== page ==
An international, multi-centre clinical trial to search the investigational procedures in advanced widespread emphysema/COPD was announced today by researchers at Peoria Pulmonary Associates. The study focuses on a technique called airway bypass, which is a bronchoscopic procedure that reduces the classic symptoms of emphysema/COPD like lung hyperinflation and shortness of breath by paving a new pathway for the escape of trapped air from the lungs.
During the airway bypass procedure, new openings are created in the airway wall connecting the damaged lung tissue to the natural airway. These pathways are supported and kept open by Exhale® Drug-Eluting Stents - manufactured by Broncus Technologies, Inc.
"Patients with severe emphysema often live in poor physical condition, struggling with each breath," states William P Tillis, MD, Principal Investigator of the study at Peoria Pulmonary Associates. "A goal of this study is to see if, by reducing hyperinflation and improving lung function with the airway bypass procedure, these patients may breathe easier and have a better quality of life."
Emphysema, a component of COPD, is a chronic, progressive, and irreversible lung disease characterized by the destruction of lung tissue. The loss of the lungs' natural elasticity and the collapse of airways in the lung combine to make exhalation ineffective, leaving emphysema sufferers with hyperinflation because they are unable to get air out of their lungs. Breathing becomes inefficient and patients have to work very hard just to breathe - making normal activities, like walking, eating or even bathing, difficult. There are few treatment options for most patients with emphysema and there is no cure.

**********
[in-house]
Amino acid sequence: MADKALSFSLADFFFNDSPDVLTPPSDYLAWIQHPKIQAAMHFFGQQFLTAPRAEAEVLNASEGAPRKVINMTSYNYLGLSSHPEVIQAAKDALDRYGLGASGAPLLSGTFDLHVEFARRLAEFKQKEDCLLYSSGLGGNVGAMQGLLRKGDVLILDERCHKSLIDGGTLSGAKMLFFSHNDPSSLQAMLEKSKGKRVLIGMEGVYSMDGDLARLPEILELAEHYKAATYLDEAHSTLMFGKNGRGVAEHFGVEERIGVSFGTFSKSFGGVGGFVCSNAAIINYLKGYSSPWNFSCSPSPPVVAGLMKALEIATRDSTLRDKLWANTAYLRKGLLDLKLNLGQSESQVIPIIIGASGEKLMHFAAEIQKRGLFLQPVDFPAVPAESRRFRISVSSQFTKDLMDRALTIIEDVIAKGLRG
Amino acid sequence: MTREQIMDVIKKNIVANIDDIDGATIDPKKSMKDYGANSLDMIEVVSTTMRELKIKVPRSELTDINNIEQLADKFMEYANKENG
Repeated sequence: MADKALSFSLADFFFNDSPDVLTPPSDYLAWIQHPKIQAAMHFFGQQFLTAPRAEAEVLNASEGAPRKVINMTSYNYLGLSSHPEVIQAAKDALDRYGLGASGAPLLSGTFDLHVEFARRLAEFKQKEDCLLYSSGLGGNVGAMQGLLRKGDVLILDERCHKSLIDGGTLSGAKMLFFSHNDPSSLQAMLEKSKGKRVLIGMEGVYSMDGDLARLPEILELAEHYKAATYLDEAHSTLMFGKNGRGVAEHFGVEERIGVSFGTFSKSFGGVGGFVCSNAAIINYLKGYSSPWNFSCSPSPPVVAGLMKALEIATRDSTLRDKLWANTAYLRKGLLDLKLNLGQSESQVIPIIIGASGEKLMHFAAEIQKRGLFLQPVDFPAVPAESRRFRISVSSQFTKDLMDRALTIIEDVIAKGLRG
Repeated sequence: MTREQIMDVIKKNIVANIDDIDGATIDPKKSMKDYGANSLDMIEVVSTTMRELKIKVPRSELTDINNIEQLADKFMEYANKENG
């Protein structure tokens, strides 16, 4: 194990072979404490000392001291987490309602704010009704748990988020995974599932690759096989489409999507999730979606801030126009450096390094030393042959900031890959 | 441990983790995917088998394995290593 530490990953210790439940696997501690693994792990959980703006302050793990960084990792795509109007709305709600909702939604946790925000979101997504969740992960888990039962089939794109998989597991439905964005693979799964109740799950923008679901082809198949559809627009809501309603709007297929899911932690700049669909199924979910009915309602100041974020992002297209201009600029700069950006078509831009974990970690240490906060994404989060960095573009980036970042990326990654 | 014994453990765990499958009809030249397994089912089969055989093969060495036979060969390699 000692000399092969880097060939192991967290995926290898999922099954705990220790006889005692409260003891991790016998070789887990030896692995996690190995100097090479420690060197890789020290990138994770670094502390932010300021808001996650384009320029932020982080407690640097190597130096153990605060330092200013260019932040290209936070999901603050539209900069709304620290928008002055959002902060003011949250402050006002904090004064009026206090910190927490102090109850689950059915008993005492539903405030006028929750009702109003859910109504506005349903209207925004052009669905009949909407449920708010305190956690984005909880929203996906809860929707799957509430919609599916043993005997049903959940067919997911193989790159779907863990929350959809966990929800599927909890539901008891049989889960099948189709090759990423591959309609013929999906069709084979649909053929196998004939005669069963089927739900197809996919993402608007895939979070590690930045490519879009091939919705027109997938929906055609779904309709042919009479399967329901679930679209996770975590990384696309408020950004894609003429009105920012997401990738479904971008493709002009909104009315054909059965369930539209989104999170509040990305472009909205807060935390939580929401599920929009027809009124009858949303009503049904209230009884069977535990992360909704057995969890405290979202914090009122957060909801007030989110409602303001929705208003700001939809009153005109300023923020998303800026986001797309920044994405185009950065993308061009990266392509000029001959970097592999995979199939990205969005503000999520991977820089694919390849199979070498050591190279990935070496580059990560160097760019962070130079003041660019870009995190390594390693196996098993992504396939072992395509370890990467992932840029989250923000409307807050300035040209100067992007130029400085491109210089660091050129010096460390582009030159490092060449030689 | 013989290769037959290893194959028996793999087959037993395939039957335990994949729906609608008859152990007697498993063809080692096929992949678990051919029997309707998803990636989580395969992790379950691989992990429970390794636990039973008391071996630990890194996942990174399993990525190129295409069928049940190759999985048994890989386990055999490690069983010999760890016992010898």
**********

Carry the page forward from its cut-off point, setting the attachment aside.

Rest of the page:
Physicians commonly use bronchoscopes to examine the airways within the lungs. During the airway bypass procedure physicians will first use a Doppler probe inserted through the bronchoscope to identify a site in the airway that is away from blood vessels. A special needle is then used to make a small opening and an Exhale® Drug-Eluting Stent is placed in the passageway to keep it open. The procedure involves placing up to six drug-eluting stents. The total time of the procedure is approximately one to two hours.
This procedure is still under clinical investigation, and results from the open-label Exhale Drug-Eluting Stent feasibility study were published in the October issue of the Journal of Thoracic and Cardiovascular Surgery. Positive results in that study included a statistically significant reduction in the amount of air trapped in the lungs and an improvement in breathing for patients at six months after the airway bypass procedure.
Involvement in the study will last from approximately 15 months up to 5 years (depending on whether the patient is randomized to the control or the treatment group) and include 8 to 16 physician appointments. All study-related medical procedures will be carried out at no charge to the patient and patients will be closely monitored throughout the trial. Participants will also receive at least 14 weeks of pulmonary rehabilitation therapy.